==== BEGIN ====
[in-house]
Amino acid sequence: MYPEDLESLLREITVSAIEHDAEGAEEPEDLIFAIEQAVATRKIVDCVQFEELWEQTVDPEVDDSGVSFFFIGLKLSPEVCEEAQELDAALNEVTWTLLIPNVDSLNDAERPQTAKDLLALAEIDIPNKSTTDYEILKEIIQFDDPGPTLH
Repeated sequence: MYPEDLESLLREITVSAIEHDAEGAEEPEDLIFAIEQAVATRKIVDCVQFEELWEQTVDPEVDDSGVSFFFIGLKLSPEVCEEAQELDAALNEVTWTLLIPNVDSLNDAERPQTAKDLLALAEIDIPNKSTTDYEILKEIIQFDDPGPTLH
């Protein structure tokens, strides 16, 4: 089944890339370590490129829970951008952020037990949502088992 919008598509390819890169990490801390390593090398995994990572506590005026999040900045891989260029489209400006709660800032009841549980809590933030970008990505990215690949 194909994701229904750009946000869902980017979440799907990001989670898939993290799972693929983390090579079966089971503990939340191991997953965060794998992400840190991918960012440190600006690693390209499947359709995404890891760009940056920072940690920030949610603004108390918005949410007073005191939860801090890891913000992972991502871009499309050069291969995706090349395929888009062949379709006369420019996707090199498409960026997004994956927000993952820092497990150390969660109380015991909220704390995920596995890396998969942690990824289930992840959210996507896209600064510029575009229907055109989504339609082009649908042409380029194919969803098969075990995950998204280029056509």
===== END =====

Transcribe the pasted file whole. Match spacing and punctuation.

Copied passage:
[in-house]
Amino acid sequence: MYPEDLESLLREITVSAIEHDAEGAEEPEDLIFAIEQAVATRKIVDCVQFEELWEQTVDPEVDDSGVSFFFIGLKLSPEVCEEAQELDAALNEVTWTLLIPNVDSLNDAERPQTAKDLLALAEIDIPNKSTTDYEILKEIIQFDDPGPTLH
Repeated sequence: MYPEDLESLLREITVSAIEHDAEGAEEPEDLIFAIEQAVATRKIVDCVQFEELWEQTVDPEVDDSGVSFFFIGLKLSPEVCEEAQELDAALNEVTWTLLIPNVDSLNDAERPQTAKDLLALAEIDIPNKSTTDYEILKEIIQFDDPGPTLH
């Protein structure tokens, strides 16, 4: 089944890339370590490129829970951008952020037990949502088992 919008598509390819890169990490801390390593090398995994990572506590005026999040900045891989260029489209400006709660800032009841549980809590933030970008990505990215690949 194909994701229904750009946000869902980017979440799907990001989670898939993290799972693929983390090579079966089971503990939340191991997953965060794998992400840190991918960012440190600006690693390209499947359709995404890891760009940056920072940690920030949610603004108390918005949410007073005191939860801090890891913000992972991502871009499309050069291969995706090349395929888009062949379709006369420019996707090199498409960026997004994956927000993952820092497990150390969660109380015991909220704390995920596995890396998969942690990824289930992840959210996507896209600064510029575009229907055109989504339609082009649908042409380029194919969803098969075990995950998204280029056509």